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Is There a Tutorial on Credit Rating Calculations & Credit Decisions?

Sci 256 129 April 6, 2016 at 10:15 AM
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I would like to better understand how opening new accounts, credit limits, and account ages affect my credit rating. Beyond all accounts never being late, my understanding is calculations are largely based on age of account and credit limit. One example question I have is whether there would be any advantage in transferring credit limit from a newer Citi Card account to an older account. Is anyone aware of a tutorial anywhere?

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#2
https://www.mpoweredcolorado.org/...orial.aspx
http://your.vantagescore.com/imag...onPlan.pdf
http://www.keynotesupport.com/cre...tion.shtml

Simple info

credit karma has a what if calculator but i don't think it will change your score much.basically your score is how much credit do you have in dollars, and how much of a balance do you have for a given month. How much of a balance do you carry and how long you have had the accounts open.

This is my latest

Your overall credit card limits have increased to $161,301 on your TransUnion report and increased to $172,801 on your Equifax report.

Yet my scores have dropped by 5 and 7 points
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#3
-Credit Utilization-High impact (% of your credit balance to your total credit limit)
-Payment history/On time payments-High impact
-Derogatory Marks-High impact
-Age of Credit History-Medium impact
-Credit Inquiries-low impact (Last 2 years)
-Number of accounts-low impact (higher the better)

^Pretty much taken from Credit Karma, really good website.

What happens when you open a new account:
-Credit inquiry, negative effect on score
-Average age of credit history goes down, negative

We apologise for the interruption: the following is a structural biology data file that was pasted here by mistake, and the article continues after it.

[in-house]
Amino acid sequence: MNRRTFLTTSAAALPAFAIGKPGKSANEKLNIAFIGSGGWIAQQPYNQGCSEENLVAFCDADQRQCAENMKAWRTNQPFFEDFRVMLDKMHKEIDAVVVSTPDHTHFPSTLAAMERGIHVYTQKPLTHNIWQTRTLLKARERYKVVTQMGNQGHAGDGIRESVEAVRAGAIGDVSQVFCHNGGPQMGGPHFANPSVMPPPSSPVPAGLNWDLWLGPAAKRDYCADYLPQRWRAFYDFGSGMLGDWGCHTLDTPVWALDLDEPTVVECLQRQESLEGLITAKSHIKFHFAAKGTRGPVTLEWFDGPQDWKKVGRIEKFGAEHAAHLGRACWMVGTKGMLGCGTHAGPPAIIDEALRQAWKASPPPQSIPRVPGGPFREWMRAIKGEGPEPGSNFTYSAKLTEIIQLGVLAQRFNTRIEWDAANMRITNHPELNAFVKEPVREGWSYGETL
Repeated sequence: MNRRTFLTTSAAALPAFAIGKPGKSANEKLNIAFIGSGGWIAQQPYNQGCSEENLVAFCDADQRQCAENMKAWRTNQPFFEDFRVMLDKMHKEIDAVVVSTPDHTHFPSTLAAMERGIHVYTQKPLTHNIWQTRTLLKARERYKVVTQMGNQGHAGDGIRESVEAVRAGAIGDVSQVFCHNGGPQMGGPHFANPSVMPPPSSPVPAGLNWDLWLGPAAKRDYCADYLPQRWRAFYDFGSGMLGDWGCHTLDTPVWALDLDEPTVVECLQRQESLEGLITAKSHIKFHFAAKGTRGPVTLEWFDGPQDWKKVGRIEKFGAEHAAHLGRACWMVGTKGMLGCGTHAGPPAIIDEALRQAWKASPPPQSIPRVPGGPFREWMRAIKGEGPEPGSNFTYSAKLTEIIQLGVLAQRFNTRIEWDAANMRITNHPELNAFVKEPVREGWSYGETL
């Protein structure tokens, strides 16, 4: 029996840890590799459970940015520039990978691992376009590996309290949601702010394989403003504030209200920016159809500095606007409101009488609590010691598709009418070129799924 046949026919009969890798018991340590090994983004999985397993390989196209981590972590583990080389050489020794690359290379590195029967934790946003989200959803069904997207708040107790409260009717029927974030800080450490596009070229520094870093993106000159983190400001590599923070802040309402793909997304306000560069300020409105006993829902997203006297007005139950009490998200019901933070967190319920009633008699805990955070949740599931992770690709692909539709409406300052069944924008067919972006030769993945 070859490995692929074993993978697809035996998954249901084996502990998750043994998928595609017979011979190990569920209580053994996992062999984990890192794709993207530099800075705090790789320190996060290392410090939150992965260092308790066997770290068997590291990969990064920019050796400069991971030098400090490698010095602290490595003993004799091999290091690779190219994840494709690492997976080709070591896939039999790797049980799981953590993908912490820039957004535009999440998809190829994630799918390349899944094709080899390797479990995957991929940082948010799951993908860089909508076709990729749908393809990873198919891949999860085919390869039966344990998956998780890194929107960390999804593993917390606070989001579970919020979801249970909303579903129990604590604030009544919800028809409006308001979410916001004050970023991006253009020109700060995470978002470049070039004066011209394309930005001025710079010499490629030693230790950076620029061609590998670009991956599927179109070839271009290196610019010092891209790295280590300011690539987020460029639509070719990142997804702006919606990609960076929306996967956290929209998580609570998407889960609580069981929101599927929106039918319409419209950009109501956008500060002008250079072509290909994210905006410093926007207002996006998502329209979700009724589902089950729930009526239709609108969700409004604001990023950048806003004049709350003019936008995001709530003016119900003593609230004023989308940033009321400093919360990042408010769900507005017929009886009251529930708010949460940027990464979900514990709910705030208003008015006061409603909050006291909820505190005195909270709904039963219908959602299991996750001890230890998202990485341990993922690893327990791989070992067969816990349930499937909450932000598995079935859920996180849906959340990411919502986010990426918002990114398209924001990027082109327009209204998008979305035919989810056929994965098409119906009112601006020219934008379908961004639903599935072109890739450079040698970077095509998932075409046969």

-Number of accounts goes up, positive effect on score
-Credit Utilization improves since you added more credit your overall utilization is lowered, positive

So short term opening a new account might hurt you, but in the long run it's better for your credit.

As far as your question, do you play on closing your newer account? The age of your credit history would be higher, but if you had the newer card for more than a year I wouldn't bother.
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#4
Quote from AnthonyP6674 View Post :
-Credit Utilization-High impact (% of your credit balance to your total credit limit)
-Payment history/On time payments-High impact
-Derogatory Marks-High impact
-Age of Credit History-Medium impact
-Credit Inquiries-low impact (Last 2 years)
-Number of accounts-low impact (higher the better)

^Pretty much taken from Credit Karma, really good website.

What happens when you open a new account:
-Credit inquiry, negative effect on score
-Average age of credit history goes down, negative
-Number of accounts goes up, positive effect on score
-Credit Utilization improves since you added more credit your overall utilization is lowered, positive

So short term opening a new account might hurt you, but in the long run it's better for your credit.

As far as your question, do you play on closing your newer account? The age of your credit history would be higher, but if you had the newer card for more than a year I wouldn't bother.
Which is exactly the opposite of what popular opinion was just a few short years ago. People used to say having too many accounts hurt you. But I have a gazillion credit accounts and it doesn't seemed to have hurt me. The one thing that has is having a balance on your accounts. Even if you pay off your balance every month, it will still be reported as having a balance for that grace period. Regardless of how big it is, it's a ding. So even if you have a balance of $10 an your credit limit is $20,000 it's a ding. That's the one thing keeping me from having a 850 fico. The reason they give is that I have a balance on too many cards. That balance is generally < $100 per card on cards with 5-6 figure credit limits.